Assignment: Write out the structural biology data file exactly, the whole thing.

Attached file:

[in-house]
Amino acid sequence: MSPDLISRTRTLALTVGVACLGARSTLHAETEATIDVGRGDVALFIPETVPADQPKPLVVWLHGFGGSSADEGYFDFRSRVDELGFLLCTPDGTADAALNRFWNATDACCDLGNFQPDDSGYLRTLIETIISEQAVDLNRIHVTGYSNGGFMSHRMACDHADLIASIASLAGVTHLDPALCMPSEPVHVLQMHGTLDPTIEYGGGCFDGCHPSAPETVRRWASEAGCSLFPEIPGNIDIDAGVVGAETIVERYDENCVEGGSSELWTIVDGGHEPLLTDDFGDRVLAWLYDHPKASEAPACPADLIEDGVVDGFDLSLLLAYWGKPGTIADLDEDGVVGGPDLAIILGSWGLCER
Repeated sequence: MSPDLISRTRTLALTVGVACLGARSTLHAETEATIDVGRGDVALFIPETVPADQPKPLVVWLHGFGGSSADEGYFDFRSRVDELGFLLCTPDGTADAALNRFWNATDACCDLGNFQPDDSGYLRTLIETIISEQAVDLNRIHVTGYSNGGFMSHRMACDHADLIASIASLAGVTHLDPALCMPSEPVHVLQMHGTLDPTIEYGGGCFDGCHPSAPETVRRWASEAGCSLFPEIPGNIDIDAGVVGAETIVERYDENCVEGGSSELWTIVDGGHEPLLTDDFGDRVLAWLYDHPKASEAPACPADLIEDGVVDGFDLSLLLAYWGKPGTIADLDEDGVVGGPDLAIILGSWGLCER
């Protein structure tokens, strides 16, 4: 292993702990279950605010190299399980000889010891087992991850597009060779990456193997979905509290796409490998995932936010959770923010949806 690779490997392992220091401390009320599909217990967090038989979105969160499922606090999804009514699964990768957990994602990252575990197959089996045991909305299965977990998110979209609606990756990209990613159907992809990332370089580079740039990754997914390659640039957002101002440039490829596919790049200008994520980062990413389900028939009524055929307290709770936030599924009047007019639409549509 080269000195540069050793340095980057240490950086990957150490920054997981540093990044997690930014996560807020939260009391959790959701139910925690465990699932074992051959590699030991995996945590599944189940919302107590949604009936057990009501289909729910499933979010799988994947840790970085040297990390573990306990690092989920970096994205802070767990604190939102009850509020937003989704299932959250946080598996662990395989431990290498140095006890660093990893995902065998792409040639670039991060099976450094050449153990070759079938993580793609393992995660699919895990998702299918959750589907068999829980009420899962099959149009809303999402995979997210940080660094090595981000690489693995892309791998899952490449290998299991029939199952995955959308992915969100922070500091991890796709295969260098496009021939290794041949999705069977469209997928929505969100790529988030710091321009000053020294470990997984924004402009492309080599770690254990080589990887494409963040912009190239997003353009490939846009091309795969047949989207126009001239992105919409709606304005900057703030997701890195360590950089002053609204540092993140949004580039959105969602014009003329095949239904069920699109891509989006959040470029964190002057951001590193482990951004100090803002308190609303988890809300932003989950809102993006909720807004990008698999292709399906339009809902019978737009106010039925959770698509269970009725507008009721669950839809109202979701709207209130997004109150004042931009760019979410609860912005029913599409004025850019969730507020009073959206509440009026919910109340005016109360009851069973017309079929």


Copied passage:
[in-house]
Amino acid sequence: MSPDLISRTRTLALTVGVACLGARSTLHAETEATIDVGRGDVALFIPETVPADQPKPLVVWLHGFGGSSADEGYFDFRSRVDELGFLLCTPDGTADAALNRFWNATDACCDLGNFQPDDSGYLRTLIETIISEQAVDLNRIHVTGYSNGGFMSHRMACDHADLIASIASLAGVTHLDPALCMPSEPVHVLQMHGTLDPTIEYGGGCFDGCHPSAPETVRRWASEAGCSLFPEIPGNIDIDAGVVGAETIVERYDENCVEGGSSELWTIVDGGHEPLLTDDFGDRVLAWLYDHPKASEAPACPADLIEDGVVDGFDLSLLLAYWGKPGTIADLDEDGVVGGPDLAIILGSWGLCER
Repeated sequence: MSPDLISRTRTLALTVGVACLGARSTLHAETEATIDVGRGDVALFIPETVPADQPKPLVVWLHGFGGSSADEGYFDFRSRVDELGFLLCTPDGTADAALNRFWNATDACCDLGNFQPDDSGYLRTLIETIISEQAVDLNRIHVTGYSNGGFMSHRMACDHADLIASIASLAGVTHLDPALCMPSEPVHVLQMHGTLDPTIEYGGGCFDGCHPSAPETVRRWASEAGCSLFPEIPGNIDIDAGVVGAETIVERYDENCVEGGSSELWTIVDGGHEPLLTDDFGDRVLAWLYDHPKASEAPACPADLIEDGVVDGFDLSLLLAYWGKPGTIADLDEDGVVGGPDLAIILGSWGLCER
């Protein structure tokens, strides 16, 4: 292993702990279950605010190299399980000889010891087992991850597009060779990456193997979905509290796409490998995932936010959770923010949806 690779490997392992220091401390009320599909217990967090038989979105969160499922606090999804009514699964990768957990994602990252575990197959089996045991909305299965977990998110979209609606990756990209990613159907992809990332370089580079740039990754997914390659640039957002101002440039490829596919790049200008994520980062990413389900028939009524055929307290709770936030599924009047007019639409549509 080269000195540069050793340095980057240490950086990957150490920054997981540093990044997690930014996560807020939260009391959790959701139910925690465990699932074992051959590699030991995996945590599944189940919302107590949604009936057990009501289909729910499933979010799988994947840790970085040297990390573990306990690092989920970096994205802070767990604190939102009850509020937003989704299932959250946080598996662990395989431990290498140095006890660093990893995902065998792409040639670039991060099976450094050449153990070759079938993580793609393992995660699919895990998702299918959750589907068999829980009420899962099959149009809303999402995979997210940080660094090595981000690489693995892309791998899952490449290998299991029939199952995955959308992915969100922070500091991890796709295969260098496009021939290794041949999705069977469209997928929505969100790529988030710091321009000053020294470990997984924004402009492309080599770690254990080589990887494409963040912009190239997003353009490939846009091309795969047949989207126009001239992105919409709606304005900057703030997701890195360590950089002053609204540092993140949004580039959105969602014009003329095949239904069920699109891509989006959040470029964190002057951001590193482990951004100090803002308190609303988890809300932003989950809102993006909720807004990008698999292709399906339009809902019978737009106010039925959770698509269970009725507008009721669950839809109202979701709207209130997004109150004042931009760019979410609860912005029913599409004025850019969730507020009073959206509440009026919910109340005016109360009851069973017309079929």